Diabetes: What You Should Know

To get energy from the starches and sugar we eat, everyone needs adequate supplies of a hormone called insulin. People with diabetes either do not make enough insulin or are unable to make efficient use of whatever insulin they do manage to produce. Without insulin, sugar builds up in the blood, eventually leading to a host of serious problems. Diabetes (referred to medically as diabetes mellitus) can start in childhood, but more often appears later in life. There is no cure for this disease, but it can be controlled. Left uncontrolled, it can result in damage to the heart, kidneys, eyes, blood vessels, and nerves.


In people with “Type I” diabetes–the kind that usually appears in childhood–, the pancreas makes too little insulin or none at all. In those with “Type II” diabetes–which typically develops in adults–, the pancreas continues to manufacture insulin, but the body fails to make use of it.


The tip-off that you have diabetes is a set of symptoms that includes fatigue, great thirst, weight loss, frequent urination, and increased vulnerability to infection. Wounds may heal slowly. You may also feel as though you are eating more than usual.


People with Type I diabetes usually need regular injections of insulin. Type II diabetes can often be controlled with a special diet, exercise, and oral medicines, though temporary insulin injections may be necessary during periods of stress and times of illness. Since there is no cure, you will need treatment for the rest of your life.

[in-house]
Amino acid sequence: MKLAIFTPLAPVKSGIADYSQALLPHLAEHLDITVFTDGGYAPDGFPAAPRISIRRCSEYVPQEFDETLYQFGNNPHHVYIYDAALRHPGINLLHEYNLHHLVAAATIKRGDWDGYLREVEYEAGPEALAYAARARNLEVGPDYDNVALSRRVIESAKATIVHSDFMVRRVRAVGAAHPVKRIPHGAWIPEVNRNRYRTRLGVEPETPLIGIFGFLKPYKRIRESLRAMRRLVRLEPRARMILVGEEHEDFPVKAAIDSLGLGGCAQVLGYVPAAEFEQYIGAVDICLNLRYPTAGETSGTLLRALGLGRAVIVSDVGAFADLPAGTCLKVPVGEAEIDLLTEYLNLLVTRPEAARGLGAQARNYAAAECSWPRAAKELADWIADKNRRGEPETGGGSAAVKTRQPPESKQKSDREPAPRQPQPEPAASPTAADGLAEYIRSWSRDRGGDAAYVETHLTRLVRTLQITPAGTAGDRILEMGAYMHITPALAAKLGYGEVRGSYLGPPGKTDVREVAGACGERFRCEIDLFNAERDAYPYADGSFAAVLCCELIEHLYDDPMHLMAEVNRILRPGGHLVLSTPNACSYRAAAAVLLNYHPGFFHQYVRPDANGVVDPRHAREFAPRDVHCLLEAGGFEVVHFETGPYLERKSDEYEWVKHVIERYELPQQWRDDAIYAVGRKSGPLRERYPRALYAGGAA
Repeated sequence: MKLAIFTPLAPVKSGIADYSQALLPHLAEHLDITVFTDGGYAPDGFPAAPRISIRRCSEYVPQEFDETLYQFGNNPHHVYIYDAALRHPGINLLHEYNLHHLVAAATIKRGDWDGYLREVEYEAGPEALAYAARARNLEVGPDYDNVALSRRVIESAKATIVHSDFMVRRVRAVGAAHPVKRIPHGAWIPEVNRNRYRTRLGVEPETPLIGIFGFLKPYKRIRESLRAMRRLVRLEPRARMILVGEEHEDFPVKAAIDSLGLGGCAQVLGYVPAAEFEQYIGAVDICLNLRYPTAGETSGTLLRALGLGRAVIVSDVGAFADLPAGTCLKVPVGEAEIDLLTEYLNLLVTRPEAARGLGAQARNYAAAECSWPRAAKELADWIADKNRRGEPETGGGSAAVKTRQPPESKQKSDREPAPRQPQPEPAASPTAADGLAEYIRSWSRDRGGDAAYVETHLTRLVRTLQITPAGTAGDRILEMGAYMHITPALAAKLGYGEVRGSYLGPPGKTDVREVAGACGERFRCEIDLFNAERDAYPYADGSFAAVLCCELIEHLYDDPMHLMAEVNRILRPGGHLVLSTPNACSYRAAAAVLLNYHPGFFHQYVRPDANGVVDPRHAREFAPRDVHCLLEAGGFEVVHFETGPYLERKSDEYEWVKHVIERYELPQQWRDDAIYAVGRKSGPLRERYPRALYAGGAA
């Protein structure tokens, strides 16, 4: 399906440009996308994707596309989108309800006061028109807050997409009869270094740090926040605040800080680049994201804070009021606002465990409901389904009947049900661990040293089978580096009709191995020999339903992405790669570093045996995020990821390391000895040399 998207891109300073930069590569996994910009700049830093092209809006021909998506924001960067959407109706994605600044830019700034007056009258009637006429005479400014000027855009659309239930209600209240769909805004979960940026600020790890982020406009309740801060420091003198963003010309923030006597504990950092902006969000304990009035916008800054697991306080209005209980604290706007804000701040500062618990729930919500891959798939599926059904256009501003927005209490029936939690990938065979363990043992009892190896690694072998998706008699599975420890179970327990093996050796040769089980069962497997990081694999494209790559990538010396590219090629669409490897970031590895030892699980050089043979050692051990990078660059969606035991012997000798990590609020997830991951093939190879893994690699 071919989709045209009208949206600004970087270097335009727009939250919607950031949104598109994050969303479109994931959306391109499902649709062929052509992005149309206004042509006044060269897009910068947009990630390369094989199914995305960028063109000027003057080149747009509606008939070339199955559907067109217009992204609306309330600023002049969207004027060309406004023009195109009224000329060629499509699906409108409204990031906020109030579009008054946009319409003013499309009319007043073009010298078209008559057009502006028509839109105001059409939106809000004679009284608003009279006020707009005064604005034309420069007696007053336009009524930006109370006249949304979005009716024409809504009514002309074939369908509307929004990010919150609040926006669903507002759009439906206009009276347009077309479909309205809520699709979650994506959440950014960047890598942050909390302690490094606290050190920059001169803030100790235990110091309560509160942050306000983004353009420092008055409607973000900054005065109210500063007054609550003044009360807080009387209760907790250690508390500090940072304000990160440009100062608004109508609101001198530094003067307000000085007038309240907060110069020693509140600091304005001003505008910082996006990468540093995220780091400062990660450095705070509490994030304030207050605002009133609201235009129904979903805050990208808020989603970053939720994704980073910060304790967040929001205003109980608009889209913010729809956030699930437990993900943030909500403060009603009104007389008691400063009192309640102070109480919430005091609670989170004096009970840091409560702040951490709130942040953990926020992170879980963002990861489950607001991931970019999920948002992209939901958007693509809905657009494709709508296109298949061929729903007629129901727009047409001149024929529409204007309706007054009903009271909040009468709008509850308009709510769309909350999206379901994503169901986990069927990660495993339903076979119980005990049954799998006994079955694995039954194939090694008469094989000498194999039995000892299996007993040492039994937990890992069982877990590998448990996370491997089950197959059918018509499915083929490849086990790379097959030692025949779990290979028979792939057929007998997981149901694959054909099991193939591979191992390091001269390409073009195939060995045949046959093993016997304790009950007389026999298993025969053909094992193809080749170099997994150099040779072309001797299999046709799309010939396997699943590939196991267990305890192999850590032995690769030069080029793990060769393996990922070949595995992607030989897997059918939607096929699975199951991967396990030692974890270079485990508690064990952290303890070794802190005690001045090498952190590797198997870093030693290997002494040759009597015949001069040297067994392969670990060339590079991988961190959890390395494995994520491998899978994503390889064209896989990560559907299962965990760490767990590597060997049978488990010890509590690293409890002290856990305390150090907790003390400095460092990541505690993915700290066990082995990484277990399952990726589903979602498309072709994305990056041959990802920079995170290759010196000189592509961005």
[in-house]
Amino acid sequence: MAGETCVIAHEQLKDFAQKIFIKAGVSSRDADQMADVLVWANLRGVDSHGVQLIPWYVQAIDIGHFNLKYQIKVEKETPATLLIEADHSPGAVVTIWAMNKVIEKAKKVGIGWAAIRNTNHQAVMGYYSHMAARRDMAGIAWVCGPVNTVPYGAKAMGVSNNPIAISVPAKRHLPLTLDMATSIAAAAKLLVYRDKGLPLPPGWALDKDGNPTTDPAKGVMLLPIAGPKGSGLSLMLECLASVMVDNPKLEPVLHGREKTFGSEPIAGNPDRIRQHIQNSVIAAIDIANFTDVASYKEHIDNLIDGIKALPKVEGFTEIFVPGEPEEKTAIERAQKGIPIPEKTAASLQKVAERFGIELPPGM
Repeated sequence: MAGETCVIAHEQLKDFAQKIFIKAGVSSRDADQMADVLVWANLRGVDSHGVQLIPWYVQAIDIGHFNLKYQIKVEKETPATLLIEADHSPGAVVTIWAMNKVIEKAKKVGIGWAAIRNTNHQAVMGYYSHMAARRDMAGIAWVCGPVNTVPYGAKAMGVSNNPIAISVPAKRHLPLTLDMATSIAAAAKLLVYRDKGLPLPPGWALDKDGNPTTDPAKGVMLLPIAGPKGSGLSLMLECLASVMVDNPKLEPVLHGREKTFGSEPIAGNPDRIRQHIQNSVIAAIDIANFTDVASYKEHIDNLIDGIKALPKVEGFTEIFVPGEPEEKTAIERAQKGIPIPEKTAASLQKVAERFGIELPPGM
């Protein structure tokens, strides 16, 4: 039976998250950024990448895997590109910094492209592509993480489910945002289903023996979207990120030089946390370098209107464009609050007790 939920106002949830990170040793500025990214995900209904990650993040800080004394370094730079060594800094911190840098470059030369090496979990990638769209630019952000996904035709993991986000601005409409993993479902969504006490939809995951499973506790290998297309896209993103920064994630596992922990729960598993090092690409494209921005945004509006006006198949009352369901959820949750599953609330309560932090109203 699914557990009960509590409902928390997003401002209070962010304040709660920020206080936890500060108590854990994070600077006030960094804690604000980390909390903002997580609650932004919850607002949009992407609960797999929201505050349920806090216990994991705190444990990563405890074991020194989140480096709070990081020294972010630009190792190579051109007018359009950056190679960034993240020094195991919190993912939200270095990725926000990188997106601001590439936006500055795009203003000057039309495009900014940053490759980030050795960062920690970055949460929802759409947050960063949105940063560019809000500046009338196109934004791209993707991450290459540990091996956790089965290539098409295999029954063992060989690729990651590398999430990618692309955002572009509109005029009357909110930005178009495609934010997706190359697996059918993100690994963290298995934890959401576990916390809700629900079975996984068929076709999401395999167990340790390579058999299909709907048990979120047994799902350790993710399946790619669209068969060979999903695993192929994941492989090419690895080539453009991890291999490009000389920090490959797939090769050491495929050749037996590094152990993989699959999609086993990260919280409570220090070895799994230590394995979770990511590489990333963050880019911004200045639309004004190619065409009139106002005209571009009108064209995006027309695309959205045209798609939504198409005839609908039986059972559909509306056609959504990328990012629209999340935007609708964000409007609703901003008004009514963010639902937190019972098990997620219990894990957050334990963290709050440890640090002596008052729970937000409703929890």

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What You Should Do

  • The more closely you follow your doctor’s instructions, the better your chances of preventing or delaying dangerous complications.
  • It is very important to take the medication prescribed by your doctor exactly as directed. Never stop taking this medicine without talking to your doctor first.
  • Be sure to test your urine or blood for sugar (glucose) as often as your doctor directs.
  • Make a point of exercising regularly. Your doctor will suggest an exercise program you can follow.
  • Eat wholesome, balanced meals at regular, fixed times. It is best to have 3 meals a day, plus 2 or 3 snacks. Your doctor or nutritionist will give you a special diet to guide your starch and sugar intake.
  • Your doctor may advise you to lose weight. Losing as little as 10 to 15 pounds can improve your blood sugar levels.
  • Always wear a medic-alert pendant or bracelet identifying you as a diabetic.
  • Learn about your disease and about the signs of hypoglycemia and ketoacidosis (see below).

Call Your Doctor If…

  • You have any questions about medicine, activity, or diet.
  • You continue to have symptoms of diabetes (such as increased thirst and urination).

Seek Care Immediately If…

  • You develop symptoms of low blood sugar (hypoglycemia). These symptoms include confusion, sweating, weakness, paleness, and a rapid heartbeat. In severe cases, hypoglycemia can progress to seizures and coma.
  • You develop symptoms of ketoacidosis (a dangerous chemical imbalance in the body). These symptoms include a fruity odor on the breath, a speed-up or slow-down in breathing, and a very sleepy feeling.
  • You develop vomiting or have diarrhea.
  • You notice numbness, tingling, or pain in your feet or hands.
  • You feel chest pain.
  • Your symptoms get worse, even though you are following your doctor’s orders.